Here's another deleterious side effect of moving quickly during a pandemic: new brands of hand sanitizers with high levels of carcinogens. The online pharmacy Valisure filed a petition with our FDA last week finding that at least 15 brands of hand sanitizer contained the carcinogen benzene at levels above 2 ppm -- a level our FDA set a year ago, probably to encourage production. Benzene is one of the worst carcinogens, per our Department of Health and Human Services and the World Health Organization. The link above provides a list of the brands Valisure identified; I haven't heard of any of them, suggesting that brand name recognition has some utility.
You've heard of Joe Biden's American Families Plan? Well, the Institute for Taxation and Economic Policy finds that the plan's tax hikes would fall almost entirely on the top 1 percent of taxpayers. Specifically, it'd bring back the 39.6% tax bracket on income over $400,000 (but why not go higher?), while also subjecting capital gains and dividend income over $1 million to the same tax rate (it's currently 20%). It'd do other things, too, like finally end the "carried interest" loophole that lets hedge fund managers pay less on their unearned millions than you do on your hard-earned thousands.
Amanda Marcotte at Salon writes that President Biden has "turned the tables" on Republicans, partly by speaking plainly (which I wasn't sure would be a strength with him!), partly by embracing actually-popular ideas (though not enough of them, not yet!), and partly because Republicans don't even talk policy anymore, but just talk about whatever diddles the Batshit Insane 25%'s rage glands. I just hope her assessment isn't premature, even though he's done a good bit better than I thought he would. And I'm ashamed to say I didn't realize that the Republicans' Kamala's-in-charge trope is all about stoking racist and sexist rage. I mean, I can't explain it any other way!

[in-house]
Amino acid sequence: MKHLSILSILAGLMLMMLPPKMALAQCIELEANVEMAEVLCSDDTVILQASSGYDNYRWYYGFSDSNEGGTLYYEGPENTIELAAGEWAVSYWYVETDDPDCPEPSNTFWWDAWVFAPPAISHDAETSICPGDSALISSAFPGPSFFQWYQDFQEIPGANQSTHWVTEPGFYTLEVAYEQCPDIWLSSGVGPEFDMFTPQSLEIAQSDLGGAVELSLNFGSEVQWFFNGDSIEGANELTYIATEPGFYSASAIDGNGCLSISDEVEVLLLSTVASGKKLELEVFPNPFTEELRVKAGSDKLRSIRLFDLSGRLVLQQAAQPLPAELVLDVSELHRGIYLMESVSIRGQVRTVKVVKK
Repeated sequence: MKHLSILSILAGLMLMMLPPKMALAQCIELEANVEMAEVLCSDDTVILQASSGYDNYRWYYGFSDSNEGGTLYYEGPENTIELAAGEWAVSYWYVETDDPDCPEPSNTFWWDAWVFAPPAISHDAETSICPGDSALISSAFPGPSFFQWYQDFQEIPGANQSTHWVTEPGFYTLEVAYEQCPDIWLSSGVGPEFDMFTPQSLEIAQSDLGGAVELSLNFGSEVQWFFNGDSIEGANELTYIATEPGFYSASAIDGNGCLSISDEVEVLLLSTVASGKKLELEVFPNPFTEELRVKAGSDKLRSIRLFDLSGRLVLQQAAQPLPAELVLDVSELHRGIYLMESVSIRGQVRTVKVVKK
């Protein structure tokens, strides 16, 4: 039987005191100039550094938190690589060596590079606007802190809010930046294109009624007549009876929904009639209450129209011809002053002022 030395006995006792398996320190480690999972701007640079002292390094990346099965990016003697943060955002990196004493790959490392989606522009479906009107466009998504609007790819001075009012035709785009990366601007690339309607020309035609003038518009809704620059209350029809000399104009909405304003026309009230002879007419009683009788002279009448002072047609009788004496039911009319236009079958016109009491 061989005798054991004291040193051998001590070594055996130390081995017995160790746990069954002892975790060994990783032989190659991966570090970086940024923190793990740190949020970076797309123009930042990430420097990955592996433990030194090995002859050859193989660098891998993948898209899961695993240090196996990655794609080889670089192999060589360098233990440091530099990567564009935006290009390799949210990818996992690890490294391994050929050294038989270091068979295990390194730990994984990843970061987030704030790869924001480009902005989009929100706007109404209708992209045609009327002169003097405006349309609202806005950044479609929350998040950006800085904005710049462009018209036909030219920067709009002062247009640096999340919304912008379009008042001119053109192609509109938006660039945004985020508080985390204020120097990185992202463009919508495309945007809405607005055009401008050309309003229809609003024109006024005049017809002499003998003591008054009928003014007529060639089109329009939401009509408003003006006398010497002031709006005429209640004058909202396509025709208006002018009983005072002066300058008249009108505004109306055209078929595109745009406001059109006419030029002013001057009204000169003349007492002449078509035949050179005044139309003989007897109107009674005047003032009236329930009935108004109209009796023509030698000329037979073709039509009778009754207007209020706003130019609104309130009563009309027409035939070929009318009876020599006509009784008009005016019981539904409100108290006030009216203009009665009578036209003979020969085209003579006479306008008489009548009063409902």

In a peripherally-related note, Chris Walker at TruthOut reminds us that Republicans demand "unity" but that most voters like President Biden's policy prescriptions thus far. Far from being "catnip for their liberal base," as Mob Boss Mitch put it, the American Rescue Plan enjoyed 63% support in polling, while the For the People Act, putatively a "Democrat power grab," also in Mob Boss Mitch's words, garners 68%, which is actually a bit lower than the 70% of Americans who think Republicans should find common ground with President Biden, a cunning reversal of the usual "liberal" media formulation. Thus we are reminded that, just as "healing" meant "forget the hurt we caused you," "unity" means "submit to our will."
Sen. Scott's Republican response to the Biden address got all the ink, but Rep. Jamaal Bowman (D-NY) also delivered a response to the Biden address -- for the Working Families Party, and from the left. The WFP has been a fixture of New York state politics for over 20 years, though it has run or endorsed candidates in other states. I sure hope nobody from the right whines about "the liberals" getting two responses to the Biden address, lest I remind them that it wasn't that long ago that both the Republican party and the Tea Party -- the latter of which existed more in fever dreams and fundraising drives than in reality -- gave responses to numerous Obama State of the Union addresses.
Finally, Sen. Ted Cruz (E-TX) declares he won't be taking any more corporate PAC money. Not because corporations redistribute worker income upward to executives or pollute the planet or make unsafe products, but because they "run away" when the "left's digital pitchforks come out." In other words, Ted Cruz is as much a friend to the American worker as Marco Rubio, who infamously supported the Amazon union drive only because Amazon no longer sells some of his favorite right-wing screeds. Well, Ted Cruz is nothing if not cunning, so he might get a few new votes by pretending to hate corporate power without actually hating corporate power. And rageheads won't notice the difference.